To help kids identify what a compound sentence is and how to use compound, teaching them to use coordinating conjunctions will be really helpful. Coordinating conjunctions help link clauses  together.

The three main coordinating conjunctions are:




KS2 girl lying on the floor and writing.
Image © iStock

Compound Sentence Examples

The cat jumped on the roof, and she slept there all day.

In the above example, the verbs in each clause are underlined.

The cat jumped on the roof, and she slept there all day.

This time, the subject in each clause is underlined.

Mum helping son do his homework.
Image from iStock

What Is A Complex Sentence?

We briefly mentioned simple sentences earlier, which helps us to understand compound sentences. Compound sentences help us to understand complex sentences. The third sentence type is complex sentences. Complex sentences allow you to add information to a sentence through layers (more building blocks).

A complex sentence will need to contain an independent clause and one or more dependent clauses. Dependent clauses are also known as subordinate clauses. What this means is that the independent clause can stand alone as a sentence without the added dependent clause(s), but the added dependent clauses cannot stand alone as their own sentence.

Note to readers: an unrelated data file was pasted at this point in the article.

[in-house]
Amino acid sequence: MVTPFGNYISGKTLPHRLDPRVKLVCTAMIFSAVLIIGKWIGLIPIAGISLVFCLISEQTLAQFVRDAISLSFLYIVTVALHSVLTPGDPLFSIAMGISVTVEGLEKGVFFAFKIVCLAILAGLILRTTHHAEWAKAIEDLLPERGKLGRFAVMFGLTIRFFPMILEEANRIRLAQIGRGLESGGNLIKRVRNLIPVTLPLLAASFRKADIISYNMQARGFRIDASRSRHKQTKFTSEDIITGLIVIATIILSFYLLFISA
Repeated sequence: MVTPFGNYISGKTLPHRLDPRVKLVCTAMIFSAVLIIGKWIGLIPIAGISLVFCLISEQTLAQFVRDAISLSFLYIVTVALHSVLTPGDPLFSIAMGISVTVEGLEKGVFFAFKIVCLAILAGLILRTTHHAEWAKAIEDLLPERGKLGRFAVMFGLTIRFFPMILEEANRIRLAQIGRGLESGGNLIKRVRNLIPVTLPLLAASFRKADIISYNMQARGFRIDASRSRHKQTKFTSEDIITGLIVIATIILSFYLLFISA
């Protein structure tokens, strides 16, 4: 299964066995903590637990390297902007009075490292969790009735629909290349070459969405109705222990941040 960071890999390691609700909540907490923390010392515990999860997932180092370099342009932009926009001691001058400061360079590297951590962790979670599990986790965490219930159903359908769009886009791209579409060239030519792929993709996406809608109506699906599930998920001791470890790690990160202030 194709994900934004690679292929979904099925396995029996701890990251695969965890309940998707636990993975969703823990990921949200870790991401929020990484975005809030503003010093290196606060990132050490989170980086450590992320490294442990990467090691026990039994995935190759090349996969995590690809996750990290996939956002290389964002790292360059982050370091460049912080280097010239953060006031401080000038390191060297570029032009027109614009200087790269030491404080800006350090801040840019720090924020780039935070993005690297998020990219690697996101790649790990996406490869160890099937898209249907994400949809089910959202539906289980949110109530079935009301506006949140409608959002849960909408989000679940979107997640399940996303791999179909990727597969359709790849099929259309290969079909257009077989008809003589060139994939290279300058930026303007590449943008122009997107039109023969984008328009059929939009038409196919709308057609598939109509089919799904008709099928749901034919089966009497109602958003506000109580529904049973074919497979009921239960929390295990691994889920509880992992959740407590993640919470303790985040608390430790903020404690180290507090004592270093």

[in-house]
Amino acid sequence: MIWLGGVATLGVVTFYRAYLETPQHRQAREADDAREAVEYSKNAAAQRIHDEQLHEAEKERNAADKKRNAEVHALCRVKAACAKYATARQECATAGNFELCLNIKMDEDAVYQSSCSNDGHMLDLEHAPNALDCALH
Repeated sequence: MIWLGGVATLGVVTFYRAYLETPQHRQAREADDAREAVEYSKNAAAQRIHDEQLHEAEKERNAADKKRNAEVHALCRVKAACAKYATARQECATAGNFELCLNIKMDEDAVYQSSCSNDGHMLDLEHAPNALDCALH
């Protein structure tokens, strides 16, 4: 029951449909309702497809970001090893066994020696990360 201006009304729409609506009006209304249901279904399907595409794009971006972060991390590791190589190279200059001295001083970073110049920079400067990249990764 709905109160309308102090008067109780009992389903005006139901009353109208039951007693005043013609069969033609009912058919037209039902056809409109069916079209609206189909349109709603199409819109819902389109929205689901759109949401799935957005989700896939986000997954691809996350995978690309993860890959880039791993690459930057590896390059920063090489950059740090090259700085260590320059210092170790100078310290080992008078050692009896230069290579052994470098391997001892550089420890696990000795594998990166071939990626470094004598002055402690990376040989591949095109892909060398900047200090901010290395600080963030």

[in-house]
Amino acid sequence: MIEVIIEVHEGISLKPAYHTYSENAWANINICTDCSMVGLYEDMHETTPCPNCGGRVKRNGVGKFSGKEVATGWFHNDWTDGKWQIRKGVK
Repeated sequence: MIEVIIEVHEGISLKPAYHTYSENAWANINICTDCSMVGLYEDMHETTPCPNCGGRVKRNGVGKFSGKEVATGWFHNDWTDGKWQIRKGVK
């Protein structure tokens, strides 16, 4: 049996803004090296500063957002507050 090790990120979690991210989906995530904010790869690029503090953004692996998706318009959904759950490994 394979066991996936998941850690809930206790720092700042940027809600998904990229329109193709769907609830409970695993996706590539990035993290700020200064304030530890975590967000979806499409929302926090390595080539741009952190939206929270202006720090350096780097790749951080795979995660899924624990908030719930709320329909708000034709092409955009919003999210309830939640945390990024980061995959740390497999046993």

For example:

Because my food went cold, I heated it up in the microwave.

Underlined is the independent clause. The first part of the sentence cannot stand alone as a sentence by itself, so it is dependent on the independent clause.

Mum helping son do his homework
Image from iStock

Complex sentences don’t have to always start with the dependent clause, they can come after the independent clause too. Like here:

My sister wanted to go for a walk, although it was still raining.

‘Although it was still raining’ cannot stand alone as a sentence in this case because it is not a complete thought - it doesn't contain a verb and a subject.

Certain words are  useful when it comes to complex sentences. These are known as subordinating conjunctions, words that help you to add more information to create a dependent clause. For example: